The Last Exorcism Ending: Let’s Get the Heck Out of Here!

Tuesday, October 4 by Beth Crayon

"The Last Exorcism" ending is very rapid, and several new details are spilled like a flood of information. Throughout the horror film the audience is free to interpret if Nell's behavior is caused by a psychological disorder or a demonic possession. The freedom of choice is ended within the last fifteen minutes of "The Last Exorcism"; supernatural events occur that cannot be logically explained.

"The Last Exorcism" ending begins with Reverend Cotton Marcus and his film crew quickly leaving the hotel. The drive to the farm after realizing that Nell was not impregnated by gay town boy Logan. After arriving at the farm house, they see satanic symbols drawn all over the walls. The crew and Cotton hear screaming outside, so they swiftly head to the woods. Through the trees and bushes, they see a satanic ritual lead by Pastor Manley in front of a giant fire. Everyone watches as Nell gives birth to a demonic red creature. Pastor Manley grabs the red creature Nell gave birth to, and he throws it into the fire; the fire bursts into a fireball. Unable to stand idly any longer, Cotton walks towards the fire with a cross raised. The cult notices the woman producer hiding in the trees, and they kill her. Scared after witnessing the death of the producer, the cameraman runs into the woods. Caleb, which is Nell's brother, appears by the cameraman and cuts off his head. The screen fades to black.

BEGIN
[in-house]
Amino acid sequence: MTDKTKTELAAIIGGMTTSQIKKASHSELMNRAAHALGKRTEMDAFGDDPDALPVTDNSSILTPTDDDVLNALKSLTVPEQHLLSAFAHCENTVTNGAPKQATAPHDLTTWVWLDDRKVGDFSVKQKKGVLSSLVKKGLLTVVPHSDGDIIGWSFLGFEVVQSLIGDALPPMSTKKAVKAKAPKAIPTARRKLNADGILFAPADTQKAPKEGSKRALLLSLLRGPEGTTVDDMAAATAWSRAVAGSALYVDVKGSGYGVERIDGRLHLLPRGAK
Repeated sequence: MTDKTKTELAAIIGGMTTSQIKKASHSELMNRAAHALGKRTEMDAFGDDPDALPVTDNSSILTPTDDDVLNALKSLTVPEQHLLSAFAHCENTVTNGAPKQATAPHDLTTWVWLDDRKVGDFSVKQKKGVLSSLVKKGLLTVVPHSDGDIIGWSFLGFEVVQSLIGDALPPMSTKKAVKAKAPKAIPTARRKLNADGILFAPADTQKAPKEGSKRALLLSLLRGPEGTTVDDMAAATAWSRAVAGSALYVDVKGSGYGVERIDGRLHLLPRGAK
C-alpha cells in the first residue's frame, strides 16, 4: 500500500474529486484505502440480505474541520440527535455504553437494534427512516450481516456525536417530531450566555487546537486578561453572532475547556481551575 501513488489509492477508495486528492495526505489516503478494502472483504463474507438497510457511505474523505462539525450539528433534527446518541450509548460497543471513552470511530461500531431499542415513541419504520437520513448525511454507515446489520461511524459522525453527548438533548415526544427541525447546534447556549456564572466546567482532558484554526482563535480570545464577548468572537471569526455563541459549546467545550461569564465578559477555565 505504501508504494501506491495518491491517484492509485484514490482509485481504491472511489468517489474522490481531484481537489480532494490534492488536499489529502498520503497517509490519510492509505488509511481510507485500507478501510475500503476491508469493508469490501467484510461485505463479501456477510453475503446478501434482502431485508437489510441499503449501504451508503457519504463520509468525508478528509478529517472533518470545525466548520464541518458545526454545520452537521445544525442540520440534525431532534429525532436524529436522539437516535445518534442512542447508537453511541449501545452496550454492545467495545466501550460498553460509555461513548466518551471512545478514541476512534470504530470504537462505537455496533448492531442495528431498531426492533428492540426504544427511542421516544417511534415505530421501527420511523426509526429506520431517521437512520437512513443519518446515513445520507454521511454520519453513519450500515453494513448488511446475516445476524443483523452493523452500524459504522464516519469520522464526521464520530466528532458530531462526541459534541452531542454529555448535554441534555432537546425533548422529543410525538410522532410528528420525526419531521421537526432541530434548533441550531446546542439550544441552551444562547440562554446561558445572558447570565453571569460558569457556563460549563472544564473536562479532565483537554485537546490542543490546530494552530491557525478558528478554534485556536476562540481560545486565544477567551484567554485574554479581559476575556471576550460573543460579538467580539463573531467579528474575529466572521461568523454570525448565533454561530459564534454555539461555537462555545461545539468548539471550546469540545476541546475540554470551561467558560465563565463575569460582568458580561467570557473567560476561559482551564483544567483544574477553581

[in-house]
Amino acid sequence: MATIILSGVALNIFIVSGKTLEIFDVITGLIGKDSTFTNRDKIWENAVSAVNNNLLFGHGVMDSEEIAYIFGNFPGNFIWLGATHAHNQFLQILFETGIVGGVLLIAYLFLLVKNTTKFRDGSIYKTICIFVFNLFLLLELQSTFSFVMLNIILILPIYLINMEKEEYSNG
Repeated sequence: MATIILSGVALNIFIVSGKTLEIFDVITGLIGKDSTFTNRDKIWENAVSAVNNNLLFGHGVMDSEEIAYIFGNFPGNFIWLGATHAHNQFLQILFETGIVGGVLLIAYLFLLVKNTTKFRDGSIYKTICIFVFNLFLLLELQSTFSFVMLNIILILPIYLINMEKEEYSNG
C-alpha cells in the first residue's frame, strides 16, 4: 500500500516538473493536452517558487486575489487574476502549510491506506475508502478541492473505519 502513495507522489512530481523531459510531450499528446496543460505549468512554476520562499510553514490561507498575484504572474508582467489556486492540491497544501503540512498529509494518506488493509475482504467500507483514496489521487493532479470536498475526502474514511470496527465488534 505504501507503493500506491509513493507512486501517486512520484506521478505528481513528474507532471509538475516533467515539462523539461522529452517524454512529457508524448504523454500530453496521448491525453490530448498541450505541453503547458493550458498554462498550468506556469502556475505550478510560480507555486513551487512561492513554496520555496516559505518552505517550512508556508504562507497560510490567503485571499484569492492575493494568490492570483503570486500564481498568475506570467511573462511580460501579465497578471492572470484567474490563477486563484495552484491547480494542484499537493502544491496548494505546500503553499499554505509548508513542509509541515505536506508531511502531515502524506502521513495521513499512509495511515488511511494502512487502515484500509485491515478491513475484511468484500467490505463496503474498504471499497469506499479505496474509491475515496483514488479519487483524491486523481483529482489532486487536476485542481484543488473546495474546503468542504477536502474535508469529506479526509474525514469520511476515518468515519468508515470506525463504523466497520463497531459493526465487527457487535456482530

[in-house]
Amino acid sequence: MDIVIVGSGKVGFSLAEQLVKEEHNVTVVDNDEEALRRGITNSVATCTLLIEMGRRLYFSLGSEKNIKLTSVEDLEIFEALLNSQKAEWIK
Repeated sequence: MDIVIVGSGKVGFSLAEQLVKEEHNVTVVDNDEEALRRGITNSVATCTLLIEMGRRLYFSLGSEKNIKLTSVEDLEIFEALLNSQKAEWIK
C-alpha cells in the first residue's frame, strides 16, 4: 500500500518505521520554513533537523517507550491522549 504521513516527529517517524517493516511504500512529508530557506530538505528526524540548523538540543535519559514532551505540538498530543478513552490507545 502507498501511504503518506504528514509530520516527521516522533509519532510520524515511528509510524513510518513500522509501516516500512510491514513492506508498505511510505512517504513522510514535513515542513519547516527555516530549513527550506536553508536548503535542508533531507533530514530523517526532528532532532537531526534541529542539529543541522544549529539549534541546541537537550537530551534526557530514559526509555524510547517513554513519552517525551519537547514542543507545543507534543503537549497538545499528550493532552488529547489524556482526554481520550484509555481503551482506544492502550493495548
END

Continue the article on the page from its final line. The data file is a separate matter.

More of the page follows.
In the end of "The Last Exorcism," the audience learns Reverend Manley and the church congregation ar devil worshippers. Cotton supposedly regains his faith in God, and Nell is pregnant. Some audiences were puzzled and left with many questions about "The Last Exorcism" ending. Did Cotton truly regain his faith in God, or was he scared of the demon? Did Cotton die? Cotton regained his faith within the last few minutes of the film according to "The Last Exorcism" director Daniel Stamm. The ending of "The Last Exorcism" was haunting and pleased most audiences, even though a few questions are unanswered.

- Bethany Corder

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